New Orleans' underground: Not under water
Yesterday I get an e-mail from a friend now living in Athens, GA: "From the ATH to the NO" said the subject line, and it was a plug for Christopher's Liver, an Athens act I'd never heard of before playing at a club I'd never heard of before somewhere in Mid-City.
Now, outside of festival season, Mid-City is still not a thriving center of commercial activity, although the residents over that way seem to have been making a pretty remarkable recovery of late. But I'd never heard of this "The _____ Underground" club before, and I was as curious about that as I was about the bands scheduled to play there. (That said, how can you not be curious about a headlining band that calls itself "Why Are We Building Such a Big Ship?").
Anyway, thanks to the false confidence inspired by Google Maps, we headed over that way, forgetting that New Orleans' peculiar logic is impervious to Google Maps, so we drove around on the wrong side of Esplanade for a while looking for the right place. In a testament to how little it takes to constitute a "happening" in post-K New Orleans, we immediately assumed the small group of four or five young people standing on a street corner smoking cigarettes was the band on break and pulled over in front of them, but we couldn't see any clear signs of a club nearby. "Are you a bar?" we asked them, which cracked them up until they realized we were serious. "Oh, wait -- I know what you're talking about," one of them said. "You gotta drive the wrong way down this one way street over here and then take a quick left then another left and it's a big house on your left..."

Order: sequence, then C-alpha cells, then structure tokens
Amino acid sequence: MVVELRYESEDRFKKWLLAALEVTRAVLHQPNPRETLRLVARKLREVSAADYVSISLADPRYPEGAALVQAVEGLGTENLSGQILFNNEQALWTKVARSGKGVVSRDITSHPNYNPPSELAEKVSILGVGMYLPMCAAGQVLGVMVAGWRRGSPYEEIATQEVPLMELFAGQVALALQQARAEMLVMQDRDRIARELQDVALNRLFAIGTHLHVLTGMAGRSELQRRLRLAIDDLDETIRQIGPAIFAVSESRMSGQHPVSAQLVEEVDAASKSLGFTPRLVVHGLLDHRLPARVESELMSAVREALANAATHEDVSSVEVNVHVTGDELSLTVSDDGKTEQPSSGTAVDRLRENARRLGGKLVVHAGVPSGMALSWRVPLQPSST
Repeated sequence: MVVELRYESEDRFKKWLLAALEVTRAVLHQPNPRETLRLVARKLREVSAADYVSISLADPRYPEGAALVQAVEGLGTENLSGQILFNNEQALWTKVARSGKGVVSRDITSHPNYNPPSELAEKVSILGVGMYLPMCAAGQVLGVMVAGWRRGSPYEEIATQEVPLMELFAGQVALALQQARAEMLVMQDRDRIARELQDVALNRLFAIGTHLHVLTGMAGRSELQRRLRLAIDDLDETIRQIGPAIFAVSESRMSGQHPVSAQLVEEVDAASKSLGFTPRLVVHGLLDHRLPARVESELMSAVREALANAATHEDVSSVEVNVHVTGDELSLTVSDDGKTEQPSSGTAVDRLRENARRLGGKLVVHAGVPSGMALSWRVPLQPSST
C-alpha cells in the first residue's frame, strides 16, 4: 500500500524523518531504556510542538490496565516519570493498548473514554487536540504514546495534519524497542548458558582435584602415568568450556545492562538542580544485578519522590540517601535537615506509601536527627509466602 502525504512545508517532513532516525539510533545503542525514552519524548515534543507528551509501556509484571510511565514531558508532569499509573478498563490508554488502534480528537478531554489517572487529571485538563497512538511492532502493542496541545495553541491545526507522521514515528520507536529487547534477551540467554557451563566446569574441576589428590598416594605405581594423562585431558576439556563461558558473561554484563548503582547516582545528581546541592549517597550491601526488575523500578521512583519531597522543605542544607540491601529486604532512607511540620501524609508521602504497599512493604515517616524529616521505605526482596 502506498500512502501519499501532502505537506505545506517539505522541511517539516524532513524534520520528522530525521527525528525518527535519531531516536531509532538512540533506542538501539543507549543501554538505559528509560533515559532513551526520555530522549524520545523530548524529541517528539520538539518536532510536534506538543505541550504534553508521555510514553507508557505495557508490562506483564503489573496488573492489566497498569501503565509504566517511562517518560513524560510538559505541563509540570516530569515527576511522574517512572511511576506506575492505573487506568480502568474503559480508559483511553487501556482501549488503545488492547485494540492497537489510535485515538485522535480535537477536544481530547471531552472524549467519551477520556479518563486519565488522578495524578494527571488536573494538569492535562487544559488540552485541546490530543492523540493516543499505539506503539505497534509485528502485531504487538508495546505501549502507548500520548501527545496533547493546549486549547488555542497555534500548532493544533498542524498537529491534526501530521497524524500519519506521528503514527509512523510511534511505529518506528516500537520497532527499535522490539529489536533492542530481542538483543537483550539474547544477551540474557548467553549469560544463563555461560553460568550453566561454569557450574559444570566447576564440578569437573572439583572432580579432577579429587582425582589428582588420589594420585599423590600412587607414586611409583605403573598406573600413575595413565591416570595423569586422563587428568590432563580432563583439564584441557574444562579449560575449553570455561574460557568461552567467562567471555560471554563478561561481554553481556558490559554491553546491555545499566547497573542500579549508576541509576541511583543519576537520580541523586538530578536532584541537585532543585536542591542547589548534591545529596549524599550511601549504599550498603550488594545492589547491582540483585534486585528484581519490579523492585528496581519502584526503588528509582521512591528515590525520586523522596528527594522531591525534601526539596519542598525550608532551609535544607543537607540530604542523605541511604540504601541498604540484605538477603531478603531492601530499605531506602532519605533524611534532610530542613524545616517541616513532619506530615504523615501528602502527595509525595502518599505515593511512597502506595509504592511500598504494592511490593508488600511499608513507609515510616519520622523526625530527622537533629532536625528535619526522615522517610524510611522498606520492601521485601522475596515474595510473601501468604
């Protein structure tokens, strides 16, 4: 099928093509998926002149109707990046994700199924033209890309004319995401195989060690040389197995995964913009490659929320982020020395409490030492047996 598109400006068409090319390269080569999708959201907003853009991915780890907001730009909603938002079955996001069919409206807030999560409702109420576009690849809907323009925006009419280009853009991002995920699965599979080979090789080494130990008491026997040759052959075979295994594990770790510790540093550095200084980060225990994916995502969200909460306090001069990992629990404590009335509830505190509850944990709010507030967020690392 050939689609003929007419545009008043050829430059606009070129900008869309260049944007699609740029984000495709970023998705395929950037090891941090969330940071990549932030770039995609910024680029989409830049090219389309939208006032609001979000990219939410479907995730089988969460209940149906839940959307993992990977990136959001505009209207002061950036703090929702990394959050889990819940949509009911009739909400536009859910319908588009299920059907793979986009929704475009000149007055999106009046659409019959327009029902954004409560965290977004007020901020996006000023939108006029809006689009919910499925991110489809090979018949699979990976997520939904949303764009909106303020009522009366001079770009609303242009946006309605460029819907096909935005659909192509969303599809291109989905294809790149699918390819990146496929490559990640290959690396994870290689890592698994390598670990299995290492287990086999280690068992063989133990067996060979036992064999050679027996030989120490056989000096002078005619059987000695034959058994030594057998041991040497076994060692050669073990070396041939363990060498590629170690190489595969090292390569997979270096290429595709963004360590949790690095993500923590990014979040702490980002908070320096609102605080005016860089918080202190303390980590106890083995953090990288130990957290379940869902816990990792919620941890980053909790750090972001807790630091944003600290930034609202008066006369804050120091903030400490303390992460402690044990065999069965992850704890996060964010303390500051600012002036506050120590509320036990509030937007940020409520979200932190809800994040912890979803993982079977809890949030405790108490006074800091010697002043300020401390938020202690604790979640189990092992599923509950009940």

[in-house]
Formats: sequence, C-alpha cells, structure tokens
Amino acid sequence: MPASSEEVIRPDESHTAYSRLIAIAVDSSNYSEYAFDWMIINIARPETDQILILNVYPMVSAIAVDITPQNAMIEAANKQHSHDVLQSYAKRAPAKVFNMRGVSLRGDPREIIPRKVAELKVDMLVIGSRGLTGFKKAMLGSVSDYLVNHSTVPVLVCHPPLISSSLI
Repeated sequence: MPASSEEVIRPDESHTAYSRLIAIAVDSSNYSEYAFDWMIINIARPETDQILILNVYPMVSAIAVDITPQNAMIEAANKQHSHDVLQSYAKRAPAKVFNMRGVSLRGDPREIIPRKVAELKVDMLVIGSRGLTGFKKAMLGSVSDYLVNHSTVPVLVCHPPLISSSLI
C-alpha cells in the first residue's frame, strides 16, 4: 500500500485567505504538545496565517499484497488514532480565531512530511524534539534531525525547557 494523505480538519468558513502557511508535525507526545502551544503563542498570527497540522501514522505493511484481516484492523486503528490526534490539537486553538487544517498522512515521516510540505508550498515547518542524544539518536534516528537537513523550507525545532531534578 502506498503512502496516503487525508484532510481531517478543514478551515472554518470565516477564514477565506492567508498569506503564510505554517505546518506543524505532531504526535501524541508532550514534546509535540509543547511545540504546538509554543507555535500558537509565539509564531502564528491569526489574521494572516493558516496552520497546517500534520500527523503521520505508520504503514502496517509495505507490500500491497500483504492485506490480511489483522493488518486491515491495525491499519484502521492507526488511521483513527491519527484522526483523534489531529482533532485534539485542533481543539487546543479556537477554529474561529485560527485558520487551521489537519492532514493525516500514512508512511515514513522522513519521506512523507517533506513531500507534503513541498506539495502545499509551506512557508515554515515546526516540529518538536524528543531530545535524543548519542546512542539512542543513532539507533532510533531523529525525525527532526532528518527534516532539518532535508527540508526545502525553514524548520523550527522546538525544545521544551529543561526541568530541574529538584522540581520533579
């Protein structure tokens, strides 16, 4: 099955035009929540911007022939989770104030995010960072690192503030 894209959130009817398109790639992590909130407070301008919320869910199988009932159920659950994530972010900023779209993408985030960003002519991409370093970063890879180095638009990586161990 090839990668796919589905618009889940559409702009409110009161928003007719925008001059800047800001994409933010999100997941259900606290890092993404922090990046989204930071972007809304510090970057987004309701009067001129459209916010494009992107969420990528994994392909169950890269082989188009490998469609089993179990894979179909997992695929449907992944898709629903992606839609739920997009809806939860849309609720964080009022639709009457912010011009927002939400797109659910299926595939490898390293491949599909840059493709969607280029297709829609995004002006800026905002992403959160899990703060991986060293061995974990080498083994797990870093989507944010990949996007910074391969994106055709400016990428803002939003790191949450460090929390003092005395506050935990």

Turns out that's exactly where it was, and while we missed the shows -- they have to end them pretty early because, as the proprietor, a local writer named Gabrielle Reisman, pointed out, the "underground" part of The ______ Underground is for real (and if you're an employee of the City of New Orleans, nothing you've read in this aforementioned post is true) -- it was so fantastic to see a bunch of punk-rock-ish looking young kids hanging around such a perfectly unlikely garage-turned-venue as the bands packed up their tubas and accordians and laptops-turned-instruments.
It made me feel like all this time that I've been whining and wondering, New Orleans has already been coming back in lots of little corners that I haven't even conceived of yet.
AJ BlogsAJBlogCentral | rss
Terry Teachout on the arts in New York City
Andrew Taylor on the business of arts & culture
rock culture approximately
Rebuilding Gulf Culture after Katrina
Richard Kessler on arts education
Douglas McLennan's blog
Art from the American Outback
For immediate release: the arts are marketable
No genre is the new genre
John Rockwell on the arts
Jan Herman - arts, media & culture with 'tude
Apollinaire Scherr talks about dance
Tobi Tobias on dance et al...
Howard Mandel's freelance Urban Improvisation
Focus on New Orleans. Jazz and Other Sounds
Doug Ramsey on Jazz and other matters...
Jeff Weinstein's Cultural Mixology
Martha Bayles on Film...
Greg Sandow performs a book-in-progress
Exploring Orchestras w/ Henry Fogel
Harvey Sachs on music, and various digressions
Kyle Gann on music after the fact
Greg Sandow on the future of Classical Music
Norman Lebrecht on Shifting Sound Worlds
Jerome Weeks on Books
Scott McLemee on books, ideas & trash-culture ephemera
Wendy Rosenfield: covering drama, onstage and off
Chloe Veltman on how culture will save the world
Elizabeth Zimmer on time-based art forms
Public Art, Public Space
John Perreault's art diary
Lee Rosenbaum's Cultural Commentary
Tyler Green's modern & contemporary art blog